More than 50% of people with first-episode psychosis (FEP) have comorbid substance use disorder (SUD).1,2 Research illustrates that the diagnosis of a comorbid SUD is linked to poor adherence to medication, poor functional outcome and poor symptomatic outcome in FEP patients.1 A number of randomized controlled trials (RCTs) and cohort studies show that treatment with long-acting injectable antipsychotics (LAI-AP) can effectively reduce the number of relapses and hospitalizations in patients with psychosis;3-6 however, few of these studies were conducted in patients with SUD. Results from a naturalistic retrospective study show that results in patients with FEP can be extrapolated to those with FEP-SUD.
A naturalistic, longitudinal descriptive prospective retrospective study was conducted to examine the effects of treatment with LAI-AP in people with FEP and SUD. The study included 237 adults admitted to the Institut Universitaire en Santé Mentale de Montréal (IUSMM) with untreated psychotic illness or previous AP treatment for <12 months, and SUD score >2 on the Drug Use Scale (DUS) or the Alcohol Use Scale (AUS).
Patients were divided into groups according to whether they received LAI-AP as first-line treatment (LAI-AP-first) or oral antipsychotics (OAP) as first-line treatment (OAP-first). Groups were further divided depending on whether they continued on LAI-AP throughout the study (LAI-AP-only), continued on OAP throughout the study (AOP-only), or whether they switched from LAI-AP to OAP (LAI-AP-first-both) or vice versa (OAP-first-both). Patients were initially followed for 3 years.
First-line treatment with LAI-AP is associated with better outcomes than first-line treatment with OAP
Compared to OAP-first, LAI-AP-first was associated with fewer relapses (67.7% vs. 76.7%) and significantly longer time to relapse (mean 694 vs. 447 days).
Prior to admission, significantly fewer patients receiving LAI-AP-first had financial autonomy compared to those receiving OAP-first (32.3% versus 64.5%). Homelessness prior to admission (38.7% versus 20.0%) and higher PANSS general symptom score at admission (39.5 versus 34.8) were also significantly higher in the LAI-AP-first group.
Compared to OAP-first, LAI-AP-first was associated with fewer relapses (67.7% vs. 76.7%) and significantly longer time to relapse (mean 694 vs. 447 days). There was a trend towards reduced rehospitalization (48.4% vs. 57.3%) and increased hospital-free survival time (813 vs. 619 days) among patients receiving LAI-AP-first; however, results were not significant.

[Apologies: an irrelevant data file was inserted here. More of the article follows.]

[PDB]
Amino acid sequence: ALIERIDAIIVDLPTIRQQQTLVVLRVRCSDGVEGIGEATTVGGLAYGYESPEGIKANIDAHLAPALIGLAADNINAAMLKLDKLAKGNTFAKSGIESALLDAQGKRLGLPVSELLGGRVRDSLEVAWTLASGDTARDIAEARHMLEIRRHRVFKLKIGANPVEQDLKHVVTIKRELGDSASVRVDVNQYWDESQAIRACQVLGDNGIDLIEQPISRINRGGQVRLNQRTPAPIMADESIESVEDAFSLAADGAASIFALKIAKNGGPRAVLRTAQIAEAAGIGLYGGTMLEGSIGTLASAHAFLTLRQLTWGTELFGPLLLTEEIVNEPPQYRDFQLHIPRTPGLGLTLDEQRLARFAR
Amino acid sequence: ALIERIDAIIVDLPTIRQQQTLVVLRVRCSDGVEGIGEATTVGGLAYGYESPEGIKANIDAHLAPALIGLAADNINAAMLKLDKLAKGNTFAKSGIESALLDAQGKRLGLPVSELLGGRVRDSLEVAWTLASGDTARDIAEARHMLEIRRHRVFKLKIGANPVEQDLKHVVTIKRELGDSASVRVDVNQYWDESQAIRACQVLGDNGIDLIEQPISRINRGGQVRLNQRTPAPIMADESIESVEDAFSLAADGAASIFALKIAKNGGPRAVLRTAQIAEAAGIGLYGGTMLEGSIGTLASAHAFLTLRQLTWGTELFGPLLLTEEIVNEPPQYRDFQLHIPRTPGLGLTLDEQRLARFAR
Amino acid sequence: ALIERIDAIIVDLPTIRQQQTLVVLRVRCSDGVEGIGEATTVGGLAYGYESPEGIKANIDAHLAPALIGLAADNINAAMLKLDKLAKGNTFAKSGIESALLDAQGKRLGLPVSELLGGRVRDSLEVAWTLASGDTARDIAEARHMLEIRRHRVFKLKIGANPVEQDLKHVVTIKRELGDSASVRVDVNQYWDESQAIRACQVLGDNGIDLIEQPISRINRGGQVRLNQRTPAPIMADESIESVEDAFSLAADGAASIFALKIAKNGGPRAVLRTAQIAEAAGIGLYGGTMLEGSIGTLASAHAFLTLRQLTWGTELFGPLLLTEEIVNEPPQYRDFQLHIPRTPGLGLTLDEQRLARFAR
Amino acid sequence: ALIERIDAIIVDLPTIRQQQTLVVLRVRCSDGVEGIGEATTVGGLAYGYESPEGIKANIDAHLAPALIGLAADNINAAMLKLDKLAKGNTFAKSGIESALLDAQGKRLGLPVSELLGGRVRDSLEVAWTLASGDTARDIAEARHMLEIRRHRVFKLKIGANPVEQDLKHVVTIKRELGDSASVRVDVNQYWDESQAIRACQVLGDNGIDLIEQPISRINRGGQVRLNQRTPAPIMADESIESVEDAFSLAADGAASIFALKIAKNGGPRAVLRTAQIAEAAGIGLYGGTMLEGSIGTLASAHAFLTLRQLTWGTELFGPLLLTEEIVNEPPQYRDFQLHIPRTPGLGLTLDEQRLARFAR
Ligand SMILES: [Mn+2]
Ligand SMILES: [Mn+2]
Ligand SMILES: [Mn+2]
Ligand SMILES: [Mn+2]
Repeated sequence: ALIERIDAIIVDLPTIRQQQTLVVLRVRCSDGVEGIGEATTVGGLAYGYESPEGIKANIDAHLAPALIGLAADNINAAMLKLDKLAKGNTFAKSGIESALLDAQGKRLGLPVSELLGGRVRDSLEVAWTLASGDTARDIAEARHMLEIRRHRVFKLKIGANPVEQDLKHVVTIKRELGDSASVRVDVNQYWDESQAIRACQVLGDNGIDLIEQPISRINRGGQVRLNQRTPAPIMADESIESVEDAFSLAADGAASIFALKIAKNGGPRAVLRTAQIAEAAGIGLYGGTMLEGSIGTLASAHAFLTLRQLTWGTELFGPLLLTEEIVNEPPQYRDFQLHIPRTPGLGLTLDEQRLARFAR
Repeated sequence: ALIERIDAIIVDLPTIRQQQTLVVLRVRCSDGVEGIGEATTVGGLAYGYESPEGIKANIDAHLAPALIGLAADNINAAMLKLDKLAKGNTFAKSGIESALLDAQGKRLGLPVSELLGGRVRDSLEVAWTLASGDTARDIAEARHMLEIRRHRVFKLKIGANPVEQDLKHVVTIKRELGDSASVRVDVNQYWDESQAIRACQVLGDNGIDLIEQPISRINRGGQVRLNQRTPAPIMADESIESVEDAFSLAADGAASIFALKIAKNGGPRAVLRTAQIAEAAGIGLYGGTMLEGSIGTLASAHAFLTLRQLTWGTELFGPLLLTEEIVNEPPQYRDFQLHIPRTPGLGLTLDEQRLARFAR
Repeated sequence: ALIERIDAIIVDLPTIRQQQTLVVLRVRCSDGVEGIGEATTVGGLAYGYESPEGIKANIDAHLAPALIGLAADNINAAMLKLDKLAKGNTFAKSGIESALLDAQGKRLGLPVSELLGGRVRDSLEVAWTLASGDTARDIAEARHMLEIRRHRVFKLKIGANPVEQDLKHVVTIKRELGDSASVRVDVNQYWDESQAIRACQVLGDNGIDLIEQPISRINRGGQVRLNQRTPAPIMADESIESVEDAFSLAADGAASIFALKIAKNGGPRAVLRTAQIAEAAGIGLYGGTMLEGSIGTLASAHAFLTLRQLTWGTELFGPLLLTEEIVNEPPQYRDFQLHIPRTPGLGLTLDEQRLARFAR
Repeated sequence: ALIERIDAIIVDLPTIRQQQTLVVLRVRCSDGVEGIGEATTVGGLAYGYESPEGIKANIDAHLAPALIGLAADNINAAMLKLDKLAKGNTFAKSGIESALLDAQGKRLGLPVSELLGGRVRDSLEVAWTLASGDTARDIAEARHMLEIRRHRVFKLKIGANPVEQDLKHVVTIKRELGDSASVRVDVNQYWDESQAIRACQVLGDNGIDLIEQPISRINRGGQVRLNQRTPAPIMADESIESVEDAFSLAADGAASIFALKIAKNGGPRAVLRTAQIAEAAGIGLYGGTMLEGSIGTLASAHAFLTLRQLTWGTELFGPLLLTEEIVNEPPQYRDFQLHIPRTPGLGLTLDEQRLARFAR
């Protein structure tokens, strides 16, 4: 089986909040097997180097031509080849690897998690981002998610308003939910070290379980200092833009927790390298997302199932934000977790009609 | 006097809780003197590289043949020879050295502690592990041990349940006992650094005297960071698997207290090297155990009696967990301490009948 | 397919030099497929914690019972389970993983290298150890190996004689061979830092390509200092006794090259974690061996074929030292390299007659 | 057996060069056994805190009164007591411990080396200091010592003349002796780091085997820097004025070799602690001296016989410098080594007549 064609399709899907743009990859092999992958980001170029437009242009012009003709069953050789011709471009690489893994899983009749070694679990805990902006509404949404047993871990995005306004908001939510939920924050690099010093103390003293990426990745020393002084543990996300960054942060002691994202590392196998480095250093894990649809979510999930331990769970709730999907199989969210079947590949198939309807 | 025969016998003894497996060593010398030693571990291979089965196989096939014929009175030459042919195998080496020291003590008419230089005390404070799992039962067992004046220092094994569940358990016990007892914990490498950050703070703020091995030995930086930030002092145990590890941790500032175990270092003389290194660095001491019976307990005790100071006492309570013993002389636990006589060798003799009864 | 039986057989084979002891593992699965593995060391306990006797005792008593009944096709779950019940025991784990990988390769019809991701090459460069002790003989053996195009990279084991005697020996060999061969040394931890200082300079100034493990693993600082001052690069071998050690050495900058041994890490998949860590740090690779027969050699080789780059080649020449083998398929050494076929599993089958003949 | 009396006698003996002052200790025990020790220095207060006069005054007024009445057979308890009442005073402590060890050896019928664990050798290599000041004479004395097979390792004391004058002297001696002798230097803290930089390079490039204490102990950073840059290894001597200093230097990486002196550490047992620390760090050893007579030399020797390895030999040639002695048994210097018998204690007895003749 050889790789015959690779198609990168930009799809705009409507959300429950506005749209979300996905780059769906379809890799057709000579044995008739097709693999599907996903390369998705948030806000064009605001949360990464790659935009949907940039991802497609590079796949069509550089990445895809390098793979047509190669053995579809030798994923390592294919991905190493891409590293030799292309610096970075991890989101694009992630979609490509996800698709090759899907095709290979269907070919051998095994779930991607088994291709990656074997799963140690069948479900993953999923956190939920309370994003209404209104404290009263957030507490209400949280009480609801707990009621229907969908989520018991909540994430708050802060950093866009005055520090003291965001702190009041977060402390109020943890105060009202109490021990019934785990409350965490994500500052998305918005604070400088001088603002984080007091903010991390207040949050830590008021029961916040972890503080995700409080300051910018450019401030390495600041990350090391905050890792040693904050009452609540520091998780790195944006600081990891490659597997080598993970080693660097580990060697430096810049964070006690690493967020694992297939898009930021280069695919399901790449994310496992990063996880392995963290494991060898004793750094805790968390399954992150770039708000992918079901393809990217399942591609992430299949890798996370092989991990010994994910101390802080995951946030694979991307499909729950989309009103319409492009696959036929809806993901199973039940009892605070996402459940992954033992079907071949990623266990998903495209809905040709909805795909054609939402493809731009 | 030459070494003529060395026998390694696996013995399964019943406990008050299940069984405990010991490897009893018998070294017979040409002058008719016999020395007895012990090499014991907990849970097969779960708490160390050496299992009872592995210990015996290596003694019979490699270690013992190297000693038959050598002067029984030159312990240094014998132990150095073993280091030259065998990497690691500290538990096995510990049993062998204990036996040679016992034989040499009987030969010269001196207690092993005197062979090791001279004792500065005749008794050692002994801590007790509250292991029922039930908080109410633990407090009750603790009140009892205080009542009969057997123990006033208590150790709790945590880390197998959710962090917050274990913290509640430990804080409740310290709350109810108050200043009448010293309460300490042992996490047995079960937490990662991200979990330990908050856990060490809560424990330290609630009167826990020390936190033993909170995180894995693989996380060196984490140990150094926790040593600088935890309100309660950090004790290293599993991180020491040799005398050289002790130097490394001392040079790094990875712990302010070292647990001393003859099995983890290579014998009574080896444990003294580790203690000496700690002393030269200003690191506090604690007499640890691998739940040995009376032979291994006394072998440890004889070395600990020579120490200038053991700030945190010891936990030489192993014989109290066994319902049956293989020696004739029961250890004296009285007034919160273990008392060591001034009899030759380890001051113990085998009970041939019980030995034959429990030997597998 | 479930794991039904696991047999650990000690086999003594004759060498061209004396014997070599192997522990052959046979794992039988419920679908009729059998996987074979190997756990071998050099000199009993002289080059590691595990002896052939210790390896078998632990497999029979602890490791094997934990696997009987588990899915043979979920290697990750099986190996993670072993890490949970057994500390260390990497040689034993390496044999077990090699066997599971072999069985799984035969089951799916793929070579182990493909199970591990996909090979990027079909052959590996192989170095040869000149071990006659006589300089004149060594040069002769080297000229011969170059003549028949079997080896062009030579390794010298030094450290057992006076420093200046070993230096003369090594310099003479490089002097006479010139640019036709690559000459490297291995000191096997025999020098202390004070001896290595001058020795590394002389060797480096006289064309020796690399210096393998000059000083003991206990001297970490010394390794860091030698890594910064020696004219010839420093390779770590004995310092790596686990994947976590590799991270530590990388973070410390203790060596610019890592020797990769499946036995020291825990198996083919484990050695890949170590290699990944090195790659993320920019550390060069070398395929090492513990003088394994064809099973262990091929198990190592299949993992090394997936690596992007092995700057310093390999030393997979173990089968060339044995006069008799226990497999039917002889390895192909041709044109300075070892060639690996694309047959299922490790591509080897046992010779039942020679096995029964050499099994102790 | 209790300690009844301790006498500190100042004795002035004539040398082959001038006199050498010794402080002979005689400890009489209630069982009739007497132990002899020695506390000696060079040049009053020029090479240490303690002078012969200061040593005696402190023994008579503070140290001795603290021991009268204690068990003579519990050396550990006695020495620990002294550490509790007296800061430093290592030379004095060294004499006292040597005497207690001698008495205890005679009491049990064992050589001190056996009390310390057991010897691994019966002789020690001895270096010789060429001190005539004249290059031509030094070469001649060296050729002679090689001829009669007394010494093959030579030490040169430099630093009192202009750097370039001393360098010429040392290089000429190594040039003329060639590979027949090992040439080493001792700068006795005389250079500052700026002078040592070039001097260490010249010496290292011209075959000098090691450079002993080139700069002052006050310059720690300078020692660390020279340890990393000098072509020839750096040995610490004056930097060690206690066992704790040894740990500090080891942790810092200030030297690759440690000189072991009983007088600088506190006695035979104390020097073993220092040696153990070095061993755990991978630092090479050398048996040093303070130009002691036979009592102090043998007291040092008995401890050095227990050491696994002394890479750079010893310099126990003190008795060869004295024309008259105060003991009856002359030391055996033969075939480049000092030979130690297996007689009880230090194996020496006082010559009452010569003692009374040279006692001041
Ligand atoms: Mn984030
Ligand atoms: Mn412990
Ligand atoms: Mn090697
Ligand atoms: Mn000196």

LAI-AP protects against relapses and hospitalization
Levels of premorbid functioning prior to admission were greatest among patients receiving OAP-only, slightly lower in LAI-AP/OAP-first-both groups, and even lower in patients receiving LAI-AP-only. The highest percentage of schizophrenia spectrum disorder (88.2%) was observed in the LAI-AP-only group. Despite relatively high proportions of patients with financial autonomy and employment at admission, OAP-first-both patients were younger, with lower levels of education than other groups.
LAI-AP should be offered as first-line treatment to all patients with FEP-SUD, but especially those with factors predicting poor prognosis
Psychotic relapse was significantly higher in the OAP-first-both group (92.9%) than in other groups (70.6% for LAI-AP-only patients, 65.3% for OAP-only patients, and 64.3% for LAI-AP-first-both patients). Relapse-free survival was also significantly worse in the OAP-first both group (352 days versus 703, 527, and 681 days, respectively). Overall, 83.5% of the OAP-first-both group were rehospitalized at least once, compared to 52% of the LAI-AP-first-both patients, 38.9% of the OAP-only patients, and 42.9% of the LAI-AP-first-both group). Hospitalization-free survival was also significantly shorter for the OAP-first-both group (436 days versus 797, 772, and 825 days, respectively).
Overall, results suggest that LAI-AP protects against relapses and rehospitalization in people with FEP-SUD. LAI-AP should therefore be offered as first-line treatment to all patients with FEP-SUD, but especially those with factors predicting poor prognosis, such as low levels of education, schizophrenia, and young age at admission (even if they have good premorbid vocational status).
The study will be continued for a further 2 years to see whether the benefits of first-line treatment with LAI-AP persist over time.
Our correspondent’s highlights from the symposium are meant as a fair representation of the scientific content presented. The views and opinions expressed on this page do not necessarily reflect those of Lundbeck.